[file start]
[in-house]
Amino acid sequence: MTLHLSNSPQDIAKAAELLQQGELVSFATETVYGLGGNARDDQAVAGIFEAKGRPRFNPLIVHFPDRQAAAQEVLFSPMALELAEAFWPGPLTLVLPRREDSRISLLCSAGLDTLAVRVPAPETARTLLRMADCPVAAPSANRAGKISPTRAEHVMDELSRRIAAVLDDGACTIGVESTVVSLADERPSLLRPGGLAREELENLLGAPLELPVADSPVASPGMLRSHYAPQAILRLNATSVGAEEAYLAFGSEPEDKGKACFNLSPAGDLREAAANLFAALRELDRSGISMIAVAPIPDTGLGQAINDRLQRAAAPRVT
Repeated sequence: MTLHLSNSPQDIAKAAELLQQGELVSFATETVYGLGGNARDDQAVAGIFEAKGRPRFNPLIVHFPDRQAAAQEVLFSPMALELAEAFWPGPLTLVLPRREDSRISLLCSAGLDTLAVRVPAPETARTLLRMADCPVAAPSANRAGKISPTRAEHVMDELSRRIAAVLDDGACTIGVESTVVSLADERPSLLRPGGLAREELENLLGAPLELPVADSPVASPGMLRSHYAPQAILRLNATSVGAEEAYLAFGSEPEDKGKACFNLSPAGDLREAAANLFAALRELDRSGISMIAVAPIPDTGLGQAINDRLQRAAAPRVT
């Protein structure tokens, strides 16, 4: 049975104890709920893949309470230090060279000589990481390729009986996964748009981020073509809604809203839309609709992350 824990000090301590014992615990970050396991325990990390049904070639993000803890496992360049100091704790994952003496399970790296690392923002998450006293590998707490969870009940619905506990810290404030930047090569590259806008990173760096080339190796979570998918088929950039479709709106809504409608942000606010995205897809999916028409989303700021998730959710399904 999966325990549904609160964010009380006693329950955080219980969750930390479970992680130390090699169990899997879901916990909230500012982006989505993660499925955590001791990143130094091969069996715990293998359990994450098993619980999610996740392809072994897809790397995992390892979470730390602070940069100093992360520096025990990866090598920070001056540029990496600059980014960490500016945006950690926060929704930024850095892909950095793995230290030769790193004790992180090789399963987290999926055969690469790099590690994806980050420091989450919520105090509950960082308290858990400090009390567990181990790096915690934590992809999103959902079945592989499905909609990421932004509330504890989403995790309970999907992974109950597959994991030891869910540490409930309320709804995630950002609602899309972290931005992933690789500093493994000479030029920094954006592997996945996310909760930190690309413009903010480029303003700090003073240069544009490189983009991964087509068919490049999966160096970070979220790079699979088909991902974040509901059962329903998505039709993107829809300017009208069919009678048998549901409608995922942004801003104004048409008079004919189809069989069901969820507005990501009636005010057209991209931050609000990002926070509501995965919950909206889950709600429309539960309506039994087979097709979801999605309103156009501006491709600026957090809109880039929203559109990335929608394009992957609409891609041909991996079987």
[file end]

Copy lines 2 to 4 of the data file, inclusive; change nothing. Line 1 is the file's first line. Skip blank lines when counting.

Amino acid sequence: MTLHLSNSPQDIAKAAELLQQGELVSFATETVYGLGGNARDDQAVAGIFEAKGRPRFNPLIVHFPDRQAAAQEVLFSPMALELAEAFWPGPLTLVLPRREDSRISLLCSAGLDTLAVRVPAPETARTLLRMADCPVAAPSANRAGKISPTRAEHVMDELSRRIAAVLDDGACTIGVESTVVSLADERPSLLRPGGLAREELENLLGAPLELPVADSPVASPGMLRSHYAPQAILRLNATSVGAEEAYLAFGSEPEDKGKACFNLSPAGDLREAAANLFAALRELDRSGISMIAVAPIPDTGLGQAINDRLQRAAAPRVT
Repeated sequence: MTLHLSNSPQDIAKAAELLQQGELVSFATETVYGLGGNARDDQAVAGIFEAKGRPRFNPLIVHFPDRQAAAQEVLFSPMALELAEAFWPGPLTLVLPRREDSRISLLCSAGLDTLAVRVPAPETARTLLRMADCPVAAPSANRAGKISPTRAEHVMDELSRRIAAVLDDGACTIGVESTVVSLADERPSLLRPGGLAREELENLLGAPLELPVADSPVASPGMLRSHYAPQAILRLNATSVGAEEAYLAFGSEPEDKGKACFNLSPAGDLREAAANLFAALRELDRSGISMIAVAPIPDTGLGQAINDRLQRAAAPRVT
């Protein structure tokens, strides 16, 4: 049975104890709920893949309470230090060279000589990481390729009986996964748009981020073509809604809203839309609709992350 824990000090301590014992615990970050396991325990990390049904070639993000803890496992360049100091704790994952003496399970790296690392923002998450006293590998707490969870009940619905506990810290404030930047090569590259806008990173760096080339190796979570998918088929950039479709709106809504409608942000606010995205897809999916028409989303700021998730959710399904 999966325990549904609160964010009380006693329950955080219980969750930390479970992680130390090699169990899997879901916990909230500012982006989505993660499925955590001791990143130094091969069996715990293998359990994450098993619980999610996740392809072994897809790397995992390892979470730390602070940069100093992360520096025990990866090598920070001056540029990496600059980014960490500016945006950690926060929704930024850095892909950095793995230290030769790193004790992180090789399963987290999926055969690469790099590690994806980050420091989450919520105090509950960082308290858990400090009390567990181990790096915690934590992809999103959902079945592989499905909609990421932004509330504890989403995790309970999907992974109950597959994991030891869910540490409930309320709804995630950002609602899309972290931005992933690789500093493994000479030029920094954006592997996945996310909760930190690309413009903010480029303003700090003073240069544009490189983009991964087509068919490049999966160096970070979220790079699979088909991902974040509901059962329903998505039709993107829809300017009208069919009678048998549901409608995922942004801003104004048409008079004919189809069989069901969820507005990501009636005010057209991209931050609000990002926070509501995965919950909206889950709600429309539960309506039994087979097709979801999605309103156009501006491709600026957090809109880039929203559109990335929608394009992957609409891609041909991996079987």